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Commodities

China's rare-earth strategy versus US risks backfiring

As mineral prices rise, drive to build up American industry gains steam

China produces nearly 80% of the world's rare earths, used in high-tech products like smartphones and electric cars.   © Reuters

TOKYO/SHANGHAI -- China is looking to strengthen its dominance over the rare-earth minerals needed for myriad tech products, in part through regulations designed to promote high-end industries. In doing so, however, Beijing risks driving investment into the rare-earth industry of its trade war foe, the U.S.

China produces nearly 80% of global rare earths, used in a variety of products including smartphones and the motors of hybrid and electric vehicles. Amid concerns that Beijing is considering some form of export restrictions, prices of rare earths have jumped over the last few months.

The price of neodymium, mostly used in magnets, has surged 30% to $68.5 per kilogram since April, while dysprosium, also used in magnets, has risen 30% to $290 per kilogram in the same period.

Both materials are crucial. Neodymium enhances magnetic force but its performance declines under high temperature. Since motors can run very hot, dysprosium is added to help the neodymium resist heat. As more electric and hybrid vehicles hit the market, demand for the minerals is expected to soar.

Given the importance of such minerals to industry and defense, Washington excluded rare-earth materials when it raised tariffs to 25% on almost all Chinese imports recently.

Analysts said Beijing is unlikely to resort to the aggressive measures it has used in the past, lest it incur the U.S. wrath. "China's attitudes and remarks are milder [this time] compared with when Beijing restricted shipments of rare earths to Japan in 2010," said Kotaro Shimizu, chief analyst at Mitsubishi UFJ Research and Consulting.

That year, the U.S. tried to revive the mining of rare earths locally by introducing a bill, the Rare Earths Supply-Chain Technology and Resources Transformation, known as the RESTART Act. Even though the law failed to gain traction, Shimizu said, "Now we see again the rise of voices calling for rare-earth production in the U.S."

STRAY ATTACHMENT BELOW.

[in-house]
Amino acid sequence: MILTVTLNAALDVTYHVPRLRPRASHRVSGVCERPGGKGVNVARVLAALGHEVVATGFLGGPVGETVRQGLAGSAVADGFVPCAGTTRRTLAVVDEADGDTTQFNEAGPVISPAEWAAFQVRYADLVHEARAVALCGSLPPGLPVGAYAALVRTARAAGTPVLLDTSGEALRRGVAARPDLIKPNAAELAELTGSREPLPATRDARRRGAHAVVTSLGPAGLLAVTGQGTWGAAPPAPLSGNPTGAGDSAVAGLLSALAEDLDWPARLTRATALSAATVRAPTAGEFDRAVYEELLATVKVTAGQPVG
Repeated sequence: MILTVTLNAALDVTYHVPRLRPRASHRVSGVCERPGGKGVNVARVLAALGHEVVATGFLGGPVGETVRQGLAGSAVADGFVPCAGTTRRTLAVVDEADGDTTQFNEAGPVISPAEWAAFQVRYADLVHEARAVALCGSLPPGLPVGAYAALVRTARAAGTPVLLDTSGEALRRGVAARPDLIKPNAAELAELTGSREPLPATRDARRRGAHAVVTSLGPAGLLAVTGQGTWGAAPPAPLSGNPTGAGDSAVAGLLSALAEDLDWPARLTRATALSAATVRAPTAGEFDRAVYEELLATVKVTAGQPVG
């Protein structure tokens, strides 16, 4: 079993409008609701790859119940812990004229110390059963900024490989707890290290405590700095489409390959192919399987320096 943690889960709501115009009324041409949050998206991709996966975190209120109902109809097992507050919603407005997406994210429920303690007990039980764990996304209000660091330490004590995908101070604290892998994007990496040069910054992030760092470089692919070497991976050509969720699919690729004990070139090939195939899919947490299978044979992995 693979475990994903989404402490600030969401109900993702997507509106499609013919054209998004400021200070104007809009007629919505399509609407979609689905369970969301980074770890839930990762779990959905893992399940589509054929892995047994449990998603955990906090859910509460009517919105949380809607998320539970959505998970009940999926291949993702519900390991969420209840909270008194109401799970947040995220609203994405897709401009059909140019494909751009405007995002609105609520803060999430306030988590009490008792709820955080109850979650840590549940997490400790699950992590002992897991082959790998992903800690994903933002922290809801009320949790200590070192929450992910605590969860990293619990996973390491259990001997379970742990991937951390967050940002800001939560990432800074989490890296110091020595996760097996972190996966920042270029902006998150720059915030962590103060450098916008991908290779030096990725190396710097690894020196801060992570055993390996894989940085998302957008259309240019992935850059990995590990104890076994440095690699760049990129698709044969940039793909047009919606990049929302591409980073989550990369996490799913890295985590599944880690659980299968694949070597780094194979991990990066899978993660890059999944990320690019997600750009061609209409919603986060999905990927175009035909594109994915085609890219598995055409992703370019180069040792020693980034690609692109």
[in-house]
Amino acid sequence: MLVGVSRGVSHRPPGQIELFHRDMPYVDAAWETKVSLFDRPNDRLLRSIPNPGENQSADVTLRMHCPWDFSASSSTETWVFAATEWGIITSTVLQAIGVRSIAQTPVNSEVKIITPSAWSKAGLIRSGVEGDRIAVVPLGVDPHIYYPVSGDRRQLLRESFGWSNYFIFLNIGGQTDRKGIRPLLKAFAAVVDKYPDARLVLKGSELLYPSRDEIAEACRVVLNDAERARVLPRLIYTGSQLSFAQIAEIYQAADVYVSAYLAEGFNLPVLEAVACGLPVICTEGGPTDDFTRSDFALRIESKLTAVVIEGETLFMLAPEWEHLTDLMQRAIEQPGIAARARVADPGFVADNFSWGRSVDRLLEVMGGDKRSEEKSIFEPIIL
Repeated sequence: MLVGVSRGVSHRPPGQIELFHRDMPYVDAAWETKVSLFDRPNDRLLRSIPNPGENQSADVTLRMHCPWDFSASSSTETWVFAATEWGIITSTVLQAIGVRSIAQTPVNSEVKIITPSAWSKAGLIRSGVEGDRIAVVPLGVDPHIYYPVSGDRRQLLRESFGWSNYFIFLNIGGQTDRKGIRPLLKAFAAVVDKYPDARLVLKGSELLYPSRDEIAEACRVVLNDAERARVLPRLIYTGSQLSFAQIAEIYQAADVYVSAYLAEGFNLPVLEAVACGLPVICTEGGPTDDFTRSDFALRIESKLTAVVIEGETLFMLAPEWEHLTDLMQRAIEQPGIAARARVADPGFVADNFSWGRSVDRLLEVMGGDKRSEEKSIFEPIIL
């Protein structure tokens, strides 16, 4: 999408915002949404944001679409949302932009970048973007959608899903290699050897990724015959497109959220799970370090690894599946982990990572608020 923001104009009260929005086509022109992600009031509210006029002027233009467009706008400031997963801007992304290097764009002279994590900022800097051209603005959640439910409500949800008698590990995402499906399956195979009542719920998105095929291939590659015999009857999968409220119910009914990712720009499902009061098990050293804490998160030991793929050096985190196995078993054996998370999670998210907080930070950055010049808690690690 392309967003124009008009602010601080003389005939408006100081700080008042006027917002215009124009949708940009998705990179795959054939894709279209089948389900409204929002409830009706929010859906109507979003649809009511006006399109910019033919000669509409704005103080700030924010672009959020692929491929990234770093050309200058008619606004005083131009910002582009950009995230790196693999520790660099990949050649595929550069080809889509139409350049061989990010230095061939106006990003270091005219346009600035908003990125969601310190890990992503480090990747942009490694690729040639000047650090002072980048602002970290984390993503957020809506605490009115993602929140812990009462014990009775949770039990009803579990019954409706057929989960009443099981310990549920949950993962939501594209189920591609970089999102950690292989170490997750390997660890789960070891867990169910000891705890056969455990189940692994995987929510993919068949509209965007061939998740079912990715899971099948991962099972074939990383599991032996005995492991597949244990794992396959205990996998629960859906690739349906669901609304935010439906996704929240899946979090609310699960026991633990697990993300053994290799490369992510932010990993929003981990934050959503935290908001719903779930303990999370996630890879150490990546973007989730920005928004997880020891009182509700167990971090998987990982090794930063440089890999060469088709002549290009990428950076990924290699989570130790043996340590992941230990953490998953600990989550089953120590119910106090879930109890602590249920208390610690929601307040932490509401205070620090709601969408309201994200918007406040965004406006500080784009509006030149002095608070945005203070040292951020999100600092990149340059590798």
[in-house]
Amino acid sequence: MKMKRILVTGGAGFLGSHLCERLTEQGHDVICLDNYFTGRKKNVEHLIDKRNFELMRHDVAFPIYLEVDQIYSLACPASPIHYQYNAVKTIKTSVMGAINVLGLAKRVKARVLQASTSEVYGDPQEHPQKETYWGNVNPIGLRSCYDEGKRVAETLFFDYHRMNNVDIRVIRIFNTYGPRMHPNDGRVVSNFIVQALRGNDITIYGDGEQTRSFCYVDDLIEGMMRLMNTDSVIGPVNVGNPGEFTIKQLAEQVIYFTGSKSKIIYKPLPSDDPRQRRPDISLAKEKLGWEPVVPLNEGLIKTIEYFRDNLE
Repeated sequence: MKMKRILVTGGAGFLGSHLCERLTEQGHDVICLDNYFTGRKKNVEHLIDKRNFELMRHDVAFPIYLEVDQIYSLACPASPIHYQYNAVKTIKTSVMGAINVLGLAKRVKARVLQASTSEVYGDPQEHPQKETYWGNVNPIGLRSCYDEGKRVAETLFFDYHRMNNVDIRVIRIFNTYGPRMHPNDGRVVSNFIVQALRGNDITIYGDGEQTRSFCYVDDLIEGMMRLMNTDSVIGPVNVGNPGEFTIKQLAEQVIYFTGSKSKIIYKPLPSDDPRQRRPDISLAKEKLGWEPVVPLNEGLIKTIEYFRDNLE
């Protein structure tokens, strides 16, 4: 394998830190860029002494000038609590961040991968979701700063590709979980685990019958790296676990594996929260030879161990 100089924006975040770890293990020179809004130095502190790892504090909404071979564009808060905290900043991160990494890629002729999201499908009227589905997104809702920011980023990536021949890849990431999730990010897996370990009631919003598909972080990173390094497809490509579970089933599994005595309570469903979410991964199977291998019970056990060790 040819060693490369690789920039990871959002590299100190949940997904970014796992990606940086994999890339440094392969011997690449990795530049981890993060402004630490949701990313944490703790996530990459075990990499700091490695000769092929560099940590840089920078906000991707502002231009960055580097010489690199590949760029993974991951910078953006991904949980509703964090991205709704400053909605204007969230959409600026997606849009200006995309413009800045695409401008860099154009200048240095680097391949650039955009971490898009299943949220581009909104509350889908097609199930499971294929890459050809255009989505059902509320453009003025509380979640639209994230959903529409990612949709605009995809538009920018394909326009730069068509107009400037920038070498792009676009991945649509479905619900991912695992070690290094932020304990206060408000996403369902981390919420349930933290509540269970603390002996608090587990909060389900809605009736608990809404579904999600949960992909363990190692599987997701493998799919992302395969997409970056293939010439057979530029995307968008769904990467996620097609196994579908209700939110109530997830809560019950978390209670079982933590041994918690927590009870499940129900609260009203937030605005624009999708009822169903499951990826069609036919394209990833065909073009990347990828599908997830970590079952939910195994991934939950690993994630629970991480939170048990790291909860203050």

When Beijing restricted the exports to Japan, tensions between the countries had intensified over the Senkaku Islands, which China claims and calls Diaoyu. At that time, Chinese public opinion was "all about how China can hurt Japan by leveraging rare earths," Shimizu said.

But the clampdown came at a price for China. Facing a sudden supply shortage and price spike, Japanese companies started to reduce rare-earth consumption and instead focused on recycling. According to the Japan Society of Newer Metals, the country's rare-earth demand fell to 13,197 tons in 2012 from 32,390 in 2007.

"Beijing still remembers that they put their own industry in a really difficult situation by restricting rare-earth exports in 2010," said Yoshikazu Watanabe, president of Tsukushi Shigen Consul, a natural resources consulting company. "China's moves now are for show and to remind the U.S. that it could restrict exports."

After the failure of the RESTART Act, prices in the U.S. market slumped for years and mining company Molycorp filed for Chapter 11 bankruptcy protection in 2015. American rare-earth production stopped entirely from 2016 until last year, when the U.S. produced 15,000 metric tons, according to data from the U.S. Geological Survey.

The U.S. still lacks capabilities to separate rare earths. Ores obtained from Mountain Pass, the only U.S. mine under operation, are shipped to China, which has the most advanced separation technology. Beijing already imposed a 25% tariff on rare-earth ores from the U.S. that are sent to China for separation on June 1.

But efforts are underway to fill the gap in the stateside supply chain. Australia's Lynas, the biggest rare-earth producer outside China, announced in May that it had signed an agreement with U.S. rare-earth processor Blue Line for a joint venture to develop separation facilities in the U.S.

Shigeo Nakamura, president of Advanced Material Japan, said the U.S. has alternatives for separation in Vietnam, Myanmar and Estonia. "There will always be export pathways [available] to the U.S. through a third country," he said.

So Beijing is treading carefully as it works to strengthen its position.

China's economic planner, the National Development and Reform Commission, said recently that rare-earth producers should abandon low-end production methods by increasing investment and research to enhance the competitiveness of their minerals.

Meanwhile, Beijing in May began restricting imports of rare earths from Myanmar to stop smuggling. Myanmar produces dysprosium and terbium -- known as medium-heavy rare earths that can be found in very few places on the planet. Large volumes of ores flow illegally into China; reportedly, as much as 85% of China's rare-earth imports come from Myanmar.

When it comes to actual components like rare-earth magnets, which are shipped to the U.S. mainly from Japan, the effects of the tensions appear to be negligible so far.

Shin-Etsu Chemical, which produces the magnets, said the trade war "hasn't had an impact on the production and shipments of rare-earth magnets." The Japanese company imports rare-earth alloys from its Chinese subsidiary in Fujian in southeastern China and makes the magnets in Japan.

Nakamura at Advanced Material Japan suggested China risks a boomerang effect. "The more Beijing tries to weaponize rare earths, the more development and investments the U.S. industry will attract," he said. "China will be the only one to lose out."

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